On Tuesday, a coalition of business leaders called on the state’s congressional delegation to pass a ban on mining near Yellowstone National Park by the end of this year. While Montana’s senators and lone congressman all support a ban, passing a bill probably won’t happen by the coalition’s deadline.
The Yellowstone Gateway Business Coalition called on Montana’s delegation to hitch The Yellowstone Gateway Protection Act to ‘must-pass’ legislation this December.
“The act would permanently remove public lands immediately north of Yellowstone National Park from future mining activity,” says Dale Sexton, a founding member of the coalition.
The bill was introduced by Democratic Senator Jon Tester earlier this year, but then it stalled in a senate committee. The coalition is now asking Senator Steve Daines to back the bill and for Congressman Greg Gianforte to introduce identical legislation in the U.S. House. Both Republicans say they support a permanent ban on mining near the park but they aren’t ready to hitch their wagons to Tester’s bill just yet.
“I intend to introduce legislation, but this issue is too important to simply introduce legislation and say the work is done," says Gianforte in an audio statement. "A bill providing a permanent moratorium must have a path forward to pass the House of Representatives and ultimately be enacted into law.”
A spokesperson for Daines says the senator is working to “gain support for an approach that will secure the outcomes, not just the headlines, Montanans want to preserve access and protect our public lands.”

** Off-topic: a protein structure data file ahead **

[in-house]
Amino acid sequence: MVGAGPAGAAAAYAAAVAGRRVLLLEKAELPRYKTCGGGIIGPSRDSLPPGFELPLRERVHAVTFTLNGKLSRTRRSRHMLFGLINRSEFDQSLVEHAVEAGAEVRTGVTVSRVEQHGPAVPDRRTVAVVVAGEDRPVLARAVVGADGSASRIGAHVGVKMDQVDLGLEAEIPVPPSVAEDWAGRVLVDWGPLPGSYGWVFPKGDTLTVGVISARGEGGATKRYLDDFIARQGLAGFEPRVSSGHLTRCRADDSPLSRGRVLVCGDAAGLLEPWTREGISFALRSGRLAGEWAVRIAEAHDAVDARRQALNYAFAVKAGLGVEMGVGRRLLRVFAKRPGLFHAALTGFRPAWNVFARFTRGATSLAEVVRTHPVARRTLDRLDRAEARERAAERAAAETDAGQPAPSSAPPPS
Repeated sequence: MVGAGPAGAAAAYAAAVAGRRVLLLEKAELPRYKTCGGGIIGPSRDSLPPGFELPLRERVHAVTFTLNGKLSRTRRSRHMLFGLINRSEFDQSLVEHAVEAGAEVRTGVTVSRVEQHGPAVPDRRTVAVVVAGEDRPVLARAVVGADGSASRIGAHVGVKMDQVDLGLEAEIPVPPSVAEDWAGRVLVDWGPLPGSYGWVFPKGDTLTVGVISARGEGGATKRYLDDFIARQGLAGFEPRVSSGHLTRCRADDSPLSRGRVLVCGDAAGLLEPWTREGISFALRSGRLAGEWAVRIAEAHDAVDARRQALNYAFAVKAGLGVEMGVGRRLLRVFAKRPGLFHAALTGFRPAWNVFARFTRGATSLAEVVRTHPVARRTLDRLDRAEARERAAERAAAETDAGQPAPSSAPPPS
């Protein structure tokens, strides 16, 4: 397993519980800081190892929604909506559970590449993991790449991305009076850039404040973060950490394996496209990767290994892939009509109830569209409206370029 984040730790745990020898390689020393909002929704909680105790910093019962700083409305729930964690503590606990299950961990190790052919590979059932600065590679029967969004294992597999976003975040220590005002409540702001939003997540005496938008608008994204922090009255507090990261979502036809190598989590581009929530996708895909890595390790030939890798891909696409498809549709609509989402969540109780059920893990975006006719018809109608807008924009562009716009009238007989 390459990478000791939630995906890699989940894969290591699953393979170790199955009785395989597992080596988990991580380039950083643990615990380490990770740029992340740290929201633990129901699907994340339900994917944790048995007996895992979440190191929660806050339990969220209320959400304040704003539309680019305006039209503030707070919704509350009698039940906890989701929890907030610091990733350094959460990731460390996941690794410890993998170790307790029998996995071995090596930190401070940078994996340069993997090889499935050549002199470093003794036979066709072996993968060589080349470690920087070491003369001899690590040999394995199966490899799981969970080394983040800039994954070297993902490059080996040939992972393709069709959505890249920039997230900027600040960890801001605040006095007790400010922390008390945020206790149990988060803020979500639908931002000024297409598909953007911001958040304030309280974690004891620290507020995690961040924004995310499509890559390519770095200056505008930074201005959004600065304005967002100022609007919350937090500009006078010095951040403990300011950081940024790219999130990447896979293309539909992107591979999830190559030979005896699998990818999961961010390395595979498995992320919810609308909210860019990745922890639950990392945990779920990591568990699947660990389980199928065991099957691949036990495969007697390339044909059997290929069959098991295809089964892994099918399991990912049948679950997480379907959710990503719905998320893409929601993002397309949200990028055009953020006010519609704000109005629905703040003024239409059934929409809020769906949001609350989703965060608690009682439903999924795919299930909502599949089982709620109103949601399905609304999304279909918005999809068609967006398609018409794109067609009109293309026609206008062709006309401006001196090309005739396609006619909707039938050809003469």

Sexton says while there’s talk of Daines introducing his own legislation before the Senate, Tester’s bill has been vetted.
“I think the outcome that we’re all looking for here is the permanent retirement of the prospect of having any mining on the doorstep of Yellowstone National Park," he says. "The Yellowstone Gateway Protection Act does exactly that. It’s not about securing headlines. It’s about protecting the legacy and the landscape of southwest Montana.”
In a statement, Tester’s office says the senator will “keep pushing his bill until it is across the finish line. And he encourages the rest of Montana’s congressional delegation to join Montanans in supporting this simple, bipartisan bill -- with no strings attached.”
Earlier this month, a Canadian mining company said it had secured foreign investments intended to fuel exploratory mining near Yellowstone as soon as next summer.
Correction: An earlier version of this story incorrectly spelled Dale Sexton's last name. It is Sexton, not Saxon. YPR regrets the error.